Are there replacements for this old mortise lock that are secure by modern standards? : Locksmith

Not really, short of ordering from overseas and having a good locksmith that knows how to refit mortise locks. Britain, UK and others still use these with secure designs but they will take some modification and a bit of work to match backset (yours is likely 2 1/2 or rarely 2 3/4) Don’t ask me to convert that to metric because I’m a dumb American.

Also you need the measurements between hub (where the knob goes through) to middle of key post so your plates will work.

You might can find some three lever old Yale but if yours are single lever you will again have to do a bit of super sketchy woodwork.

Even three lever US variety will have the short/small bolt though which isn’t great for forced entry

Most people have updated deadbolts drilled above them for the security. Looks…icky with cheap locks but you can get some brands of deadbolts with a smaller footprint like estate style Baldwin and such

Also also, regular deadbolts have a 2 3/8 or 2 3/4 backset which means it will visually be “off” on center looking at it if your backset is 2 1/2

Last option and more “period” would be getting a Yale rim lock installed above it, either the bolt style or jimmyproof. This is how the security was upgraded back when these were done and are actually good forced entry (most of these old doors just bust apart though honestly) and you can order rim cylinders in many higher security key styles if your worried about the surreptitious entry aspect.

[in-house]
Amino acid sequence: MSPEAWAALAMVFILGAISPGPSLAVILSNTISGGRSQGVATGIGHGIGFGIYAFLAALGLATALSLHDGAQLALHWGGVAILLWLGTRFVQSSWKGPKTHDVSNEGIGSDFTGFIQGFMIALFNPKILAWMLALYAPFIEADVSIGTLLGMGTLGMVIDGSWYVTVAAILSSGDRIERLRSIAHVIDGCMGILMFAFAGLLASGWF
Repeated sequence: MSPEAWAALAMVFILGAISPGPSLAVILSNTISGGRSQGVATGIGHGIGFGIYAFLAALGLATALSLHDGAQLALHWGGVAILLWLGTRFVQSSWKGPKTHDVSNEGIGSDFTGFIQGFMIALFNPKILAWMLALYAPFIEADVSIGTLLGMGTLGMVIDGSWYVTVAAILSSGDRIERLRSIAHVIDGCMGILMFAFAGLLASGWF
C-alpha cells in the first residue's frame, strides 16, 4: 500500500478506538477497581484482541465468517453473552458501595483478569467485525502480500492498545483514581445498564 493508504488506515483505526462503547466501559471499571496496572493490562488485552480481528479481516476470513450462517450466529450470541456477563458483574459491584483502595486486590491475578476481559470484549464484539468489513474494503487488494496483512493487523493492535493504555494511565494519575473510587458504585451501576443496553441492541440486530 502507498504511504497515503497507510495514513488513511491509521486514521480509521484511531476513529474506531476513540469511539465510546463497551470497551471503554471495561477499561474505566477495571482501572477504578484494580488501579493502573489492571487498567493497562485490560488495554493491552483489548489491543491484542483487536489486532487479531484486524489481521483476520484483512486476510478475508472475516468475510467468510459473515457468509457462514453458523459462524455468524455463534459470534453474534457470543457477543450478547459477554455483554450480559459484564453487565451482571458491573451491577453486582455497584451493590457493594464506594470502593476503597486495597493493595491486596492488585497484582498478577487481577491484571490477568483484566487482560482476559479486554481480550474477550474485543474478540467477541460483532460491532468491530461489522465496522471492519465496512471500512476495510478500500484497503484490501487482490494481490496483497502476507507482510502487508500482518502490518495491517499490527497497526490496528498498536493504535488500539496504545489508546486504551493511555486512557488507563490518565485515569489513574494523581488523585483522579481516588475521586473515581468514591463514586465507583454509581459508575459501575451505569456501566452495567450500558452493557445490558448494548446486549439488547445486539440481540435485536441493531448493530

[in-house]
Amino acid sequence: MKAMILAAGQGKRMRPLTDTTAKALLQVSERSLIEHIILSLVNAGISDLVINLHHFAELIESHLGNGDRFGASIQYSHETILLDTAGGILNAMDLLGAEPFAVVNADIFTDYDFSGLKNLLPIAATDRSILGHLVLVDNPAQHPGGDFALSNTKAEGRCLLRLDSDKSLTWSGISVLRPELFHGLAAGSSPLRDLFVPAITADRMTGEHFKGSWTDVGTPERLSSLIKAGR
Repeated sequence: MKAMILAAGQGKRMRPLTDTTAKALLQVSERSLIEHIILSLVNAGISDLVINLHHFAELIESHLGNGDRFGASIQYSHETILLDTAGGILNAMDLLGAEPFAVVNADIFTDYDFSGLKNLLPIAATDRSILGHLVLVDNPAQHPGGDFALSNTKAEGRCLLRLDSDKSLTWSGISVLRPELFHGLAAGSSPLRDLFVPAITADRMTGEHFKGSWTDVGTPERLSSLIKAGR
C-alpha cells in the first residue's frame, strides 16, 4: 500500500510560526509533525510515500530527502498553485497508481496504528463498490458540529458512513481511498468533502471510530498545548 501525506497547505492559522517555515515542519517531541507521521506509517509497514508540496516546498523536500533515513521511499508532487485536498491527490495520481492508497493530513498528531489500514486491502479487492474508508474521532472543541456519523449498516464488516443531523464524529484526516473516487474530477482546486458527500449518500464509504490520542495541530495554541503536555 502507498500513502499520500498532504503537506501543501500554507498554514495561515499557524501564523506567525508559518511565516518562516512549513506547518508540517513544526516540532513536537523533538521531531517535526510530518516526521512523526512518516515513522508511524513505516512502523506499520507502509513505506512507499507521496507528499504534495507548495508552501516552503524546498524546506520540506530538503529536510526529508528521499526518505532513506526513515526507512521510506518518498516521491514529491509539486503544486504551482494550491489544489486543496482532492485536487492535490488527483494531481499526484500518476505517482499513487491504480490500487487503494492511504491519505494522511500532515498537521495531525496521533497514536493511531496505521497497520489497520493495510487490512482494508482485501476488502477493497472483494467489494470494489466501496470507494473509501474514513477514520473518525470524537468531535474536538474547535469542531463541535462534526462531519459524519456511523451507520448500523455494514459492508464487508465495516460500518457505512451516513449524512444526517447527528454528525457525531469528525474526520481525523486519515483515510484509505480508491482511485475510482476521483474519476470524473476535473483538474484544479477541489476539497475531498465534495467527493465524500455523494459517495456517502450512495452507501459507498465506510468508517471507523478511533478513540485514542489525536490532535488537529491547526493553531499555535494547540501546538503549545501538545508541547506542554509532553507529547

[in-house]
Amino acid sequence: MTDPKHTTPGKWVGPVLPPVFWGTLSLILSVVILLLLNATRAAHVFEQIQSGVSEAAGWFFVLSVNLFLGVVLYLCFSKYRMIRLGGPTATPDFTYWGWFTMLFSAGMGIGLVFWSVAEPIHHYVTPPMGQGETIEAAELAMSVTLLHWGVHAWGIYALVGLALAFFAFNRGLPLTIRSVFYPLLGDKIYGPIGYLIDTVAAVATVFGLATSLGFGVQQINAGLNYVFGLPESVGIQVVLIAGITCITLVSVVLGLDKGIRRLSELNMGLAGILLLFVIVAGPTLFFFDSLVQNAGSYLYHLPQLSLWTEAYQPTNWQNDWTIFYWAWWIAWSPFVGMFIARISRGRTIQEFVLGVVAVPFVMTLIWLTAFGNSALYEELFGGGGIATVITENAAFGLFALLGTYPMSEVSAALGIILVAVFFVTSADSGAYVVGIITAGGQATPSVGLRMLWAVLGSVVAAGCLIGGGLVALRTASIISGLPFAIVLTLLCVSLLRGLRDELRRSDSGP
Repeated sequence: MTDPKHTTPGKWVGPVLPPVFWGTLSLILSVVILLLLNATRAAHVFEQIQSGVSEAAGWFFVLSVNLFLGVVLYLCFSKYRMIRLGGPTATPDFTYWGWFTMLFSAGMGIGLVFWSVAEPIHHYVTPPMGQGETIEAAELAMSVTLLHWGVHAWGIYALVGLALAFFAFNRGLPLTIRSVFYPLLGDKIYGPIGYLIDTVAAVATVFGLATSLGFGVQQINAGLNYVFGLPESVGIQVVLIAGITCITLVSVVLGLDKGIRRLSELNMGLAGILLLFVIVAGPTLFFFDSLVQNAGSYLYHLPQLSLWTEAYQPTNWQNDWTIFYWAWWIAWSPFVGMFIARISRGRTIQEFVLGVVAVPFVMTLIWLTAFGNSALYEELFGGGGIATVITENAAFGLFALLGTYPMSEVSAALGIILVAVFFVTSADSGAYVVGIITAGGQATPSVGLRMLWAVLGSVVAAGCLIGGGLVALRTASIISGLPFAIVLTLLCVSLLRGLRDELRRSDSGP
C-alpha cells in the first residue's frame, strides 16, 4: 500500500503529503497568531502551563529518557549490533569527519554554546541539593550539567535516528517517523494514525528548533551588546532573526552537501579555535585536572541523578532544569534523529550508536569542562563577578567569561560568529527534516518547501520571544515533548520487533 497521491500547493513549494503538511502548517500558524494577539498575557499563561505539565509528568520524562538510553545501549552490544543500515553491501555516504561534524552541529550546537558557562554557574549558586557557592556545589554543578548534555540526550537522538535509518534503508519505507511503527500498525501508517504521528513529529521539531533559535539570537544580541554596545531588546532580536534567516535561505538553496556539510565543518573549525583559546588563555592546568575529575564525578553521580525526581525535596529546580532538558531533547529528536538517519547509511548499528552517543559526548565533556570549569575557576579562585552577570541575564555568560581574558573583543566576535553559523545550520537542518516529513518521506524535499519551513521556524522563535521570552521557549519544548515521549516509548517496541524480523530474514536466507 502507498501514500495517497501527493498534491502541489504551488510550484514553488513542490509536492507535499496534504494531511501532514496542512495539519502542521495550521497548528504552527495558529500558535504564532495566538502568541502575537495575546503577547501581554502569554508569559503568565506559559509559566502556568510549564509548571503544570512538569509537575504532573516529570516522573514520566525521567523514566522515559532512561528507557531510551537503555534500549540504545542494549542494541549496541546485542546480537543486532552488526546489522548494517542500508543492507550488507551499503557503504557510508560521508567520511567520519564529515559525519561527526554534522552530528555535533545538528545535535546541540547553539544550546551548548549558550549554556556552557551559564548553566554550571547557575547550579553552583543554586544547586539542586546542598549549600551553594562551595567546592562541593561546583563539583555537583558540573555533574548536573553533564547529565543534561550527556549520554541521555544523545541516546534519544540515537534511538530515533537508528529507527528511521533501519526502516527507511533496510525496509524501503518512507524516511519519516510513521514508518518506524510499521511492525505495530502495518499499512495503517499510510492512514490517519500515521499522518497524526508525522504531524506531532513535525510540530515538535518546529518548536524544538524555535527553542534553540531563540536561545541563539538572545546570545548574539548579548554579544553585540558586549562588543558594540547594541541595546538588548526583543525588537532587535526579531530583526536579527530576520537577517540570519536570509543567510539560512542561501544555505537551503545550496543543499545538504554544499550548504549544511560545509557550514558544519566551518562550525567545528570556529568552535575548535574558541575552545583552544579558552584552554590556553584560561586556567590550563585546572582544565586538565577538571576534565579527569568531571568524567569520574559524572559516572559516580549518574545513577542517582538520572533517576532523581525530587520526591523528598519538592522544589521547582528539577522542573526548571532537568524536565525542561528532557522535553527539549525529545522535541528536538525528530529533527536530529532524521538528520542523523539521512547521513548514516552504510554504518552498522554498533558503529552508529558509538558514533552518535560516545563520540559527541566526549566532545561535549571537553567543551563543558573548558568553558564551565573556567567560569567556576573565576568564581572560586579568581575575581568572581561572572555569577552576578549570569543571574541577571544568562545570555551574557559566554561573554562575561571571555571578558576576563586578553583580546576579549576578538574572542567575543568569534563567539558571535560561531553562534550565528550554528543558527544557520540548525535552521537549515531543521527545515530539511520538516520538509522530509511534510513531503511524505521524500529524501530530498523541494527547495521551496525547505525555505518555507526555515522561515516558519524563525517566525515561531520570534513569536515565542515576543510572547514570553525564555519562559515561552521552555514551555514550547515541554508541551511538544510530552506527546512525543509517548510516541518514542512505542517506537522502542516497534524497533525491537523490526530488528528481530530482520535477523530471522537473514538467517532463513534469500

added: I work on these locks daily and would be probably be disgruntled if you ordered locks from Britain without consulting first so unless you know your way around a chisel and can make sure your imperial to metric measurements are correct, you definitely need to find a older locksmith in your area that knows mortise locks like this

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I am converting a very old (100 y/o) solid wood door with a mortise lock to a cylinder lock. I would like to maintain the current center to center spacing of 3 5/8 if possible. I know the modern standard is 5 1/2 CTC. Is there any security/safety risk in sticking with the old spacing? : Locksmith

What are you trying to achieve with this conversion?

The chances of you finding the right amalgamation of plates to maintain that spacing and have it come out looking even halfway decent are, in my opinion, pretty slim.

Edit: I would hate to see you disrupt the appearance of what looks like a beautiful 100 year old door with a bunch of tacky wrap plates. I’m sure there’s better ways to achieve whatever it is you’re trying to do.

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Where can I find a more modern version of this Mortise lock? : Locksmith

If you are willing to mess with our exporting system, Argentina still uses mainly Mortise Locks, our main makers are Trabex, Acytra, Candex, ROA, and I’m sure there’s another big one I’m forgetting.

The formats might not be exactly the same, but for international standards our locks are cheap, especially with the loss of value the Peso is going through. Worst case scenario, you might have to change the keyhole and cover it with the provided faceplate.

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